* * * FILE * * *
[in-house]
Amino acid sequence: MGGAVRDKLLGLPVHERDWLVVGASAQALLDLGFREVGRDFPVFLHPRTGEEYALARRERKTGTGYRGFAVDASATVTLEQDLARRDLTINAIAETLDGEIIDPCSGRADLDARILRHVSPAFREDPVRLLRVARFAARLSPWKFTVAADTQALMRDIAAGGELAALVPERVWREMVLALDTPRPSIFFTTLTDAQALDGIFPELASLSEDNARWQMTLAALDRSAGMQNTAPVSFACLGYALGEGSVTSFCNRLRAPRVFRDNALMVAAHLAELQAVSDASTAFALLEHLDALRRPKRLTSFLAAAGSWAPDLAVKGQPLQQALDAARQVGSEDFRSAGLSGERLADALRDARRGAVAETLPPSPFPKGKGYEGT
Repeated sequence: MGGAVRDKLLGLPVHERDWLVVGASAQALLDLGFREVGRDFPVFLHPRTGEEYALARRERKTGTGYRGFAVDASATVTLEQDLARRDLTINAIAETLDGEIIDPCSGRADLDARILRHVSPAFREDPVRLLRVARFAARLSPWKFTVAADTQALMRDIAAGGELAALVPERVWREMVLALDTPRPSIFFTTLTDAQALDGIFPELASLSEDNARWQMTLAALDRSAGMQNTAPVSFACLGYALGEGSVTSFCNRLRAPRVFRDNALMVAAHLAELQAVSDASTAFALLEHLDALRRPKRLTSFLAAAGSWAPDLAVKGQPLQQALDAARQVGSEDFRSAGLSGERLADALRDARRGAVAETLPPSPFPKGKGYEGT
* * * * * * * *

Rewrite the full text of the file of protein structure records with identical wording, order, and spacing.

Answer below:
[in-house]
Amino acid sequence: MGGAVRDKLLGLPVHERDWLVVGASAQALLDLGFREVGRDFPVFLHPRTGEEYALARRERKTGTGYRGFAVDASATVTLEQDLARRDLTINAIAETLDGEIIDPCSGRADLDARILRHVSPAFREDPVRLLRVARFAARLSPWKFTVAADTQALMRDIAAGGELAALVPERVWREMVLALDTPRPSIFFTTLTDAQALDGIFPELASLSEDNARWQMTLAALDRSAGMQNTAPVSFACLGYALGEGSVTSFCNRLRAPRVFRDNALMVAAHLAELQAVSDASTAFALLEHLDALRRPKRLTSFLAAAGSWAPDLAVKGQPLQQALDAARQVGSEDFRSAGLSGERLADALRDARRGAVAETLPPSPFPKGKGYEGT
Repeated sequence: MGGAVRDKLLGLPVHERDWLVVGASAQALLDLGFREVGRDFPVFLHPRTGEEYALARRERKTGTGYRGFAVDASATVTLEQDLARRDLTINAIAETLDGEIIDPCSGRADLDARILRHVSPAFREDPVRLLRVARFAARLSPWKFTVAADTQALMRDIAAGGELAALVPERVWREMVLALDTPRPSIFFTTLTDAQALDGIFPELASLSEDNARWQMTLAALDRSAGMQNTAPVSFACLGYALGEGSVTSFCNRLRAPRVFRDNALMVAAHLAELQAVSDASTAFALLEHLDALRRPKRLTSFLAAAGSWAPDLAVKGQPLQQALDAARQVGSEDFRSAGLSGERLADALRDARRGAVAETLPPSPFPKGKGYEGT